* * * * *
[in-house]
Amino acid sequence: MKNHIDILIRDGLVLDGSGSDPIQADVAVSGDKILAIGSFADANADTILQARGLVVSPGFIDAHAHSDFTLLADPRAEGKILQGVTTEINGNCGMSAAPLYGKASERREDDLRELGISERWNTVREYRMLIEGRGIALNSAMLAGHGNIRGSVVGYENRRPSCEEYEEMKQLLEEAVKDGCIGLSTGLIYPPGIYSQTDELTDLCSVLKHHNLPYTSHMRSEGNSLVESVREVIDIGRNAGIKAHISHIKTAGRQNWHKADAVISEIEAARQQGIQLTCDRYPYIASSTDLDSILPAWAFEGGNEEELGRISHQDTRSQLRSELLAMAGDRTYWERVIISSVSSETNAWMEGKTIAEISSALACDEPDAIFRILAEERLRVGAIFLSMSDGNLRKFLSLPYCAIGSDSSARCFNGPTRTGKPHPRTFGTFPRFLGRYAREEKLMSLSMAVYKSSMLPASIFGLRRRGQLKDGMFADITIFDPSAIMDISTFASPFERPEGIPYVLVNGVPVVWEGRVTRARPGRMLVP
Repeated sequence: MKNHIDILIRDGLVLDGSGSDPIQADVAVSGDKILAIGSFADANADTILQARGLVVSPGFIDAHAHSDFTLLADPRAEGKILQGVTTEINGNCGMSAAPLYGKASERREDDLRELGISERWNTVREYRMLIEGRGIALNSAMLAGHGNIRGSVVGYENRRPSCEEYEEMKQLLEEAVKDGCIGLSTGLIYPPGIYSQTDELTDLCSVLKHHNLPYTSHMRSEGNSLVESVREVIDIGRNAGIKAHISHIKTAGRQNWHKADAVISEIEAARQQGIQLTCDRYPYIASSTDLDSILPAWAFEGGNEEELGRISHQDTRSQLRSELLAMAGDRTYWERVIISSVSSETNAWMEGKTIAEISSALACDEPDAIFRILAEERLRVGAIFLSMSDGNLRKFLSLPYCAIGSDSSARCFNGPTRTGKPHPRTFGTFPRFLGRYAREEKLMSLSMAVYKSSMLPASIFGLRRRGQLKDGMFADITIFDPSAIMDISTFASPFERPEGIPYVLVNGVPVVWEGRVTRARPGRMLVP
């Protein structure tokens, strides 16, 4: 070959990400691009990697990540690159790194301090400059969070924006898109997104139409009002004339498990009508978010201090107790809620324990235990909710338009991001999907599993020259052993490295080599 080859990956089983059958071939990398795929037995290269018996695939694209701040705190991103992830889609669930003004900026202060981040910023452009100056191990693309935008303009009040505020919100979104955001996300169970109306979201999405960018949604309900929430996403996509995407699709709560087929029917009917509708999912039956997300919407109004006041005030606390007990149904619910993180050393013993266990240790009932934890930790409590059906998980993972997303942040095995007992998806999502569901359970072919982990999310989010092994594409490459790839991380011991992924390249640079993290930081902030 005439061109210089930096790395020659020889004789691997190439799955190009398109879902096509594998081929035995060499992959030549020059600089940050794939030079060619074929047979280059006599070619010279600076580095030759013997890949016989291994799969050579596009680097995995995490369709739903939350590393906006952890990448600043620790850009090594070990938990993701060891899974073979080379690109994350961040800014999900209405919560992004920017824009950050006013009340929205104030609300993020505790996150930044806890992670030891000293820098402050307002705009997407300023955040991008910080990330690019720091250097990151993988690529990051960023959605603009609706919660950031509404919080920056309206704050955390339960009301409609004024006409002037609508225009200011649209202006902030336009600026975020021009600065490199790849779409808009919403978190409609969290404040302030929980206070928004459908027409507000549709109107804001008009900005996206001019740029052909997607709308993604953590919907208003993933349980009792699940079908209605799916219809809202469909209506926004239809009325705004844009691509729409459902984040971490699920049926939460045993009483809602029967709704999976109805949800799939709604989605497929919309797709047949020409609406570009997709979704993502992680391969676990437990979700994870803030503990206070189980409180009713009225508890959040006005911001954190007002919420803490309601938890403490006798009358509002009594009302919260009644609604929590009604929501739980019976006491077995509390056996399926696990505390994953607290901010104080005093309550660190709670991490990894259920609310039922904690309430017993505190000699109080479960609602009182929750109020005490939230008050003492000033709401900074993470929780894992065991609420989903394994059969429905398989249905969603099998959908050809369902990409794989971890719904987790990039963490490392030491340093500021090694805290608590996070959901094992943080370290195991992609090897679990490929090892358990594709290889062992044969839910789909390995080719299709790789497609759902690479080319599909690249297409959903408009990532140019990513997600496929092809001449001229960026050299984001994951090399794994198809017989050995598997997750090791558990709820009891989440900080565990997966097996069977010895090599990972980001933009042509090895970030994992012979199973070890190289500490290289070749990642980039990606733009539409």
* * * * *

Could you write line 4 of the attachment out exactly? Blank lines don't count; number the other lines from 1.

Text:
């Protein structure tokens, strides 16, 4: 070959990400691009990697990540690159790194301090400059969070924006898109997104139409009002004339498990009508978010201090107790809620324990235990909710338009991001999907599993020259052993490295080599 080859990956089983059958071939990398795929037995290269018996695939694209701040705190991103992830889609669930003004900026202060981040910023452009100056191990693309935008303009009040505020919100979104955001996300169970109306979201999405960018949604309900929430996403996509995407699709709560087929029917009917509708999912039956997300919407109004006041005030606390007990149904619910993180050393013993266990240790009932934890930790409590059906998980993972997303942040095995007992998806999502569901359970072919982990999310989010092994594409490459790839991380011991992924390249640079993290930081902030 005439061109210089930096790395020659020889004789691997190439799955190009398109879902096509594998081929035995060499992959030549020059600089940050794939030079060619074929047979280059006599070619010279600076580095030759013997890949016989291994799969050579596009680097995995995490369709739903939350590393906006952890990448600043620790850009090594070990938990993701060891899974073979080379690109994350961040800014999900209405919560992004920017824009950050006013009340929205104030609300993020505790996150930044806890992670030891000293820098402050307002705009997407300023955040991008910080990330690019720091250097990151993988690529990051960023959605603009609706919660950031509404919080920056309206704050955390339960009301409609004024006409002037609508225009200011649209202006902030336009600026975020021009600065490199790849779409808009919403978190409609969290404040302030929980206070928004459908027409507000549709109107804001008009900005996206001019740029052909997607709308993604953590919907208003993933349980009792699940079908209605799916219809809202469909209506926004239809009325705004844009691509729409459902984040971490699920049926939460045993009483809602029967709704999976109805949800799939709604989605497929919309797709047949020409609406570009997709979704993502992680391969676990437990979700994870803030503990206070189980409180009713009225508890959040006005911001954190007002919420803490309601938890403490006798009358509002009594009302919260009644609604929590009604929501739980019976006491077995509390056996399926696990505390994953607290901010104080005093309550660190709670991490990894259920609310039922904690309430017993505190000699109080479960609602009182929750109020005490939230008050003492000033709401900074993470929780894992065991609420989903394994059969429905398989249905969603099998959908050809369902990409794989971890719904987790990039963490490392030491340093500021090694805290608590996070959901094992943080370290195991992609090897679990490929090892358990594709290889062992044969839910789909390995080719299709790789497609759902690479080319599909690249297409959903408009990532140019990513997600496929092809001449001229960026050299984001994951090399794994198809017989050995598997997750090791558990709820009891989440900080565990997966097996069977010895090599990972980001933009042509090895970030994992012979199973070890190289500490290289070749990642980039990606733009539409």